"A lot of us really expected to keep going, and I certainly did," Cox told Entertainment Weekly. "The truth is, I felt like we had a lot of stories to tell, and although I understand [the cancellation], I'm very saddened by that." According to the Hollywood Reporter, Daredevil's sudden ending was due to tensions between Marvel and Netflix, as well as Netflix wanting to own more of the content it aired. The Man Without Fear defeated many powerful foes over three seasons, yet even Daredevil couldn't overcome the forces that led to his show's demise.

Mutant X (Syndicated)

Nearly 20 years before the New Mutants movie, a different take on the New Mutants concept made waves in syndicated television in the form of Mutant X. The rare Marvel TV program to star original characters, Mutant X was about a group of people who acquire superpowers after being exposed to genetic experiments. Geneticist Adam Kane (John Shea) helps these "New Mutants" control their powers, find other other mutants, and stay ahead of the law.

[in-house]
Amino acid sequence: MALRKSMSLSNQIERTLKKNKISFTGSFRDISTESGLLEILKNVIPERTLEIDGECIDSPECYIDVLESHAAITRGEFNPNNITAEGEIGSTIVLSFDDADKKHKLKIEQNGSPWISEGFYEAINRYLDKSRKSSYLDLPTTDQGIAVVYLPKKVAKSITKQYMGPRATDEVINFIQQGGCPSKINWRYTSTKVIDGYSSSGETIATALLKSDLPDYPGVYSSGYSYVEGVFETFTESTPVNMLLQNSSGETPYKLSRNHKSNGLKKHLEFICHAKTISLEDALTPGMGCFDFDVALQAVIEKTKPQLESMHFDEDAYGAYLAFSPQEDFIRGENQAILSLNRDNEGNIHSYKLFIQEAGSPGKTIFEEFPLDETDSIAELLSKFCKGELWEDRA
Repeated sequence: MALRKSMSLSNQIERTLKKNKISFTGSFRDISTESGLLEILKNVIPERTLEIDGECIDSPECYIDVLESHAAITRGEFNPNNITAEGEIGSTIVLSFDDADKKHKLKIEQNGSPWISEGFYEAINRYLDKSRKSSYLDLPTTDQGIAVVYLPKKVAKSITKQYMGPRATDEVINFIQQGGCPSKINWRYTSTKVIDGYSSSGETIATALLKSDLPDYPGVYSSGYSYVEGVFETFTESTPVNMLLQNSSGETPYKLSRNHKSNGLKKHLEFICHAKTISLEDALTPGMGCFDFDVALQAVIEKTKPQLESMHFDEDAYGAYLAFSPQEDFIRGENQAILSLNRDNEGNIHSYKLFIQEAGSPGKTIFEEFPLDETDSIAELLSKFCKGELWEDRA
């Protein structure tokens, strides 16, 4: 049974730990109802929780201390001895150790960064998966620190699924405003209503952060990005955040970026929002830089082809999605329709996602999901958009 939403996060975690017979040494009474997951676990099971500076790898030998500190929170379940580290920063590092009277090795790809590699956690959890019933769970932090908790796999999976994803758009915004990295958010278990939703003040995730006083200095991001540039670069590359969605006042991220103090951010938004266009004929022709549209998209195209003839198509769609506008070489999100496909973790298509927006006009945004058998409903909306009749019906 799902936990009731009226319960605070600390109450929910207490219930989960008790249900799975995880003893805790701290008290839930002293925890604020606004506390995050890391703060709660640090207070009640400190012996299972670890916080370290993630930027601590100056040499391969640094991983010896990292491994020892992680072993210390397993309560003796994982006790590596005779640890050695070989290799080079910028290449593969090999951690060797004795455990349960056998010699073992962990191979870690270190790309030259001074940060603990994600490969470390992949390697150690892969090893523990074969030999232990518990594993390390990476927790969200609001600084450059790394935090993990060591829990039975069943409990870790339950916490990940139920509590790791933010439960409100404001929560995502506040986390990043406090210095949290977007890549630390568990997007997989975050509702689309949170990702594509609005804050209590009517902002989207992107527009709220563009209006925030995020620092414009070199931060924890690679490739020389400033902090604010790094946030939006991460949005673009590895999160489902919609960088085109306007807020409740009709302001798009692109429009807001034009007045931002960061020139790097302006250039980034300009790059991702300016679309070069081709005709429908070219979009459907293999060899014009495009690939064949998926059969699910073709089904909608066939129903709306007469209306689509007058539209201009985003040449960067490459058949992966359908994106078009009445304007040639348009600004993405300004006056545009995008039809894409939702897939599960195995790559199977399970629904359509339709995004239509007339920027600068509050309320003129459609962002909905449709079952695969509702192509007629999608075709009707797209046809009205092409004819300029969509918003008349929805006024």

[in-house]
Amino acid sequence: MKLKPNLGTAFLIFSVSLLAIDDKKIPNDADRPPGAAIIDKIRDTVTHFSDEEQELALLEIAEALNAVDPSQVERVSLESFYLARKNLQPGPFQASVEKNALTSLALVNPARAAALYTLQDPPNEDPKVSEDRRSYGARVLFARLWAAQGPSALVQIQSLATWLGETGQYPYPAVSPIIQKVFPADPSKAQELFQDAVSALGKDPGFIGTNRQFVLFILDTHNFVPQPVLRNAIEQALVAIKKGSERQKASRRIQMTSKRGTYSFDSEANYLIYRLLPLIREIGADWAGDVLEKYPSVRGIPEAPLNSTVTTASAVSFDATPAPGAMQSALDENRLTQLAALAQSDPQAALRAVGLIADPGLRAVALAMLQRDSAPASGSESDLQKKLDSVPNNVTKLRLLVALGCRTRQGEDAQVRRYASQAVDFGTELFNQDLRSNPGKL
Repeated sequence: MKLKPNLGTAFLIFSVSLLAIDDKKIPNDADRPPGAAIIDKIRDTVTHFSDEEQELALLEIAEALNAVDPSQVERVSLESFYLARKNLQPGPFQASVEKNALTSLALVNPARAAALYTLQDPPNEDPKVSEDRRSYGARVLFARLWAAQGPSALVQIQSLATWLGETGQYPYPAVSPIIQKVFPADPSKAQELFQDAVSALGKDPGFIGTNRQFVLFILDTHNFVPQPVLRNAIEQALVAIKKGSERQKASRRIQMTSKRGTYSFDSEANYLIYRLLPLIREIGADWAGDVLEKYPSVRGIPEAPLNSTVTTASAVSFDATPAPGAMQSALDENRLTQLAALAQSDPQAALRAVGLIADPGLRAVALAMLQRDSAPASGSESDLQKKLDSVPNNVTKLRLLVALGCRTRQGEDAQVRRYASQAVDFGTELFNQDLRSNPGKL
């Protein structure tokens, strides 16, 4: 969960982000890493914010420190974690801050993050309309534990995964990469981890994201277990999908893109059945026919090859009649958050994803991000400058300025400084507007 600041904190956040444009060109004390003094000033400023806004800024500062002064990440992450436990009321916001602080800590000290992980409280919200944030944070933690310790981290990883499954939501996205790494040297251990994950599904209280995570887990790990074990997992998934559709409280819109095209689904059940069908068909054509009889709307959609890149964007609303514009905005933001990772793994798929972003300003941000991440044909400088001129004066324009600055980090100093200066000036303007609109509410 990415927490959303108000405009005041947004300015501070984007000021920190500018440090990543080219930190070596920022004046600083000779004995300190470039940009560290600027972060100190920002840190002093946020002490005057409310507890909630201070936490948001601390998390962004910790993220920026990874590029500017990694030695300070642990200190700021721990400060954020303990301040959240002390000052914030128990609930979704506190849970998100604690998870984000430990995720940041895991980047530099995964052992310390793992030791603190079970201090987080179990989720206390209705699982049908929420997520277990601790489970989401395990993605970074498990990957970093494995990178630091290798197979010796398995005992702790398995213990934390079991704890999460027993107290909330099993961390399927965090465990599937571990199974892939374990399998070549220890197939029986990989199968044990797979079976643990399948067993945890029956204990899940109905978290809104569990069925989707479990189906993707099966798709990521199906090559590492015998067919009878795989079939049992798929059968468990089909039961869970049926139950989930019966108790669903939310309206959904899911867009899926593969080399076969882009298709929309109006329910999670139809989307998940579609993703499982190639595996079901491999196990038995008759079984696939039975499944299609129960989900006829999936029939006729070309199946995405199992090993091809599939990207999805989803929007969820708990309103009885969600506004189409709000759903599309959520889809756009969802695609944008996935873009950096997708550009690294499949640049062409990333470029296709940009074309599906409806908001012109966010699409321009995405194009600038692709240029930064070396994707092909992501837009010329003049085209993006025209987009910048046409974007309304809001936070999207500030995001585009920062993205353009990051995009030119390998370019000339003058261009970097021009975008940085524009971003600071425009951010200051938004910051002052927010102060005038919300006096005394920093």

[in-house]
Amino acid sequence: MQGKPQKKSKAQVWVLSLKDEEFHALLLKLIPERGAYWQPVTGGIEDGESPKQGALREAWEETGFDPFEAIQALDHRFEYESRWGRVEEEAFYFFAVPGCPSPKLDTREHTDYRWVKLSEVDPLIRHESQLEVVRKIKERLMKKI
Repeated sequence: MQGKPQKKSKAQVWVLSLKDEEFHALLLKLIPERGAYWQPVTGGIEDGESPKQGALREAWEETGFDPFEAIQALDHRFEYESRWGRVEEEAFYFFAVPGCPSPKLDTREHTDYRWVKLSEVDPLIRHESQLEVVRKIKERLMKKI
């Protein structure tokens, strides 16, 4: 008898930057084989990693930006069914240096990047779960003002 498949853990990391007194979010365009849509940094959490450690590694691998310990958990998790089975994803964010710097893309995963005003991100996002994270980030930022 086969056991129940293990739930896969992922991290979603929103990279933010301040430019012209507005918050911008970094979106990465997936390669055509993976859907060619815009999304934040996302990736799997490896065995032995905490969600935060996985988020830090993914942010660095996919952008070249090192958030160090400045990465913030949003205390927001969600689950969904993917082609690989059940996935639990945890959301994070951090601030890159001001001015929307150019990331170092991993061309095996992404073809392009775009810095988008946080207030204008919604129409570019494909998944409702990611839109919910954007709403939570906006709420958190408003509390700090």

Mutant X managed to survive three seasons despite ongoing lawsuits from 20th Century Fox, who claimed that they had exclusive rights to any live-action X-Men properties in film and television. In the eyes of Fox, Mutant X was so close to X-Men that they viewed it as Marvel's attempt to create an "X-Men replacement". This prompted a countersuit from Marvel. While such legal issues were troublesome, they weren't the reason Mutant X was eventually pulled off the air.

That was entirely due to Mutant X production company Fireworks Entertainment. In April 2004, the show's cancellation was accompanied by news of Fireworks' financial turmoil. "Fireworks was the primary producer for a number of series, mostly action /adventure shows for the U.S. syndication market," IGN reported at the time. "As the demand in the U.S. for such programming has declined over the past few years, Fireworks was faced with rising debt." Thanks to the money woes of Fireworks Entertainment, the New Mutants at the center of Mutant X quickly became old news.

Agent Carter (ABC)